22 / 09 / 2020
The logistics sector has boomed in recent years, no more so than during the pandemic which has fast-tracked the shift from “bricks to clicks”. Real Estate partners David Roberts and Kathryn West have been advising investor and developer clients (such as LondonMetric, Oxenwood and Urban Logistics) on logistics transactions for many years. In this Q&A piece David and Kathryn share their top tips on successfully completing major logistics deals and the traps to watch out for.
Q: Why do you think the logistics sector has had such a good time of it in recent years?
A: Retail was already in a dark place courtesy of the internet and a struggling High Street. The tide was turning anyway but Covid has accelerated the move away from bricks and mortar. As one commentator put it, we have seen how quickly “distressed becomes destroyed”. There has been a three year pivot towards on-line sales in the last few months. Pre-Covid, on-line spend was circa 20% with a horizon for 30%, but this is now forecast at 40%. During lockdown there have been a number of “first time adopters” who will simply not return to shops as regularly e.g. online food sales have moved from 7% to 15%. In the current economic climate, shareholders are demanding diversification to protect their investments and maintain yields. Logistics is the latest “hot” sector in the alternative capital market (following PRS, Student Accommodation and Assisted Living).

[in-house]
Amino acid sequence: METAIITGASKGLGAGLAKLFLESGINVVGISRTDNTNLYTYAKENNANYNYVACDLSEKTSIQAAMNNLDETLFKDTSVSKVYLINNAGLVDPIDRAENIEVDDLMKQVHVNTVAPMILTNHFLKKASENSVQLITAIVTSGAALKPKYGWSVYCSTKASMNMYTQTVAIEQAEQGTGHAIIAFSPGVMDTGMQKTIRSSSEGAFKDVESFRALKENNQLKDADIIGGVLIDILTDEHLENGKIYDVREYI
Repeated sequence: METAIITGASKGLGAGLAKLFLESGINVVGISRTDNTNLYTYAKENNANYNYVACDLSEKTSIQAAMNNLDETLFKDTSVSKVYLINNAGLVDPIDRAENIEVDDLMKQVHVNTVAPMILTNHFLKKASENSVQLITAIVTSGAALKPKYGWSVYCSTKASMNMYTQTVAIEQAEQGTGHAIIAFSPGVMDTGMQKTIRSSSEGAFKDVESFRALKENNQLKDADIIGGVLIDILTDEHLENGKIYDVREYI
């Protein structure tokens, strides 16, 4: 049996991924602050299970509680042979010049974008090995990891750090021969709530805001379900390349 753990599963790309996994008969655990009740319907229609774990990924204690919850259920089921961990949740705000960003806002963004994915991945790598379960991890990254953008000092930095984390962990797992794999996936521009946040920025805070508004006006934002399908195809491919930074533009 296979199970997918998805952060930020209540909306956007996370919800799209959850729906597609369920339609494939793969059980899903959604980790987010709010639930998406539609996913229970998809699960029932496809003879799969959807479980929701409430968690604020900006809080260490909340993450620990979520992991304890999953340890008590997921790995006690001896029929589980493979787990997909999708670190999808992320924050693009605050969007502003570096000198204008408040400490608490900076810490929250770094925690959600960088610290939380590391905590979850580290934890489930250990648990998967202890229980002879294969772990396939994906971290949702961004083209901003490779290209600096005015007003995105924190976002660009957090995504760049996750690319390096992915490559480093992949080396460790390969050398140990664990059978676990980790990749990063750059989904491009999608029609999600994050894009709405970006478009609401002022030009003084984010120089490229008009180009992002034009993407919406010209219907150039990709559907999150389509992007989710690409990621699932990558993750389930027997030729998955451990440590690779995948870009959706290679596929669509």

Q: What are the current trends in the logistics sector?
A: As the logistics sector has become more sophisticated and user demand has grown, there is an increase in demand for automated equipment and robotics to speed up the delivery process and reduce workforce levels and costs. Workforce currently represents circa 40% of the operating cost of a logistics site and there is a shortage of skilled workforce such as fork lift truck operators and HGV drivers, particularly in the South East. Pioneers in the sector are aiming for fully automated racking and robotics.
A consequence of automation is the demand for larger unit capacity. Occupiers are now looking for bigger floor areas and higher ceilings to accommodate modern digital racking systems and an increased volume of product.
Environmental and sustainability criteria are high on the agenda of all industry stakeholders. Automated equipment and electric supply vehicles require a large electrical capacity to the units so planning conditions linked to sustainable energy sources can be expected. Extra power supply is expensive and difficult to secure so a good pre-existing power supply is essential to future proof increasingly automated sites with large numbers of electric vehicle charging points.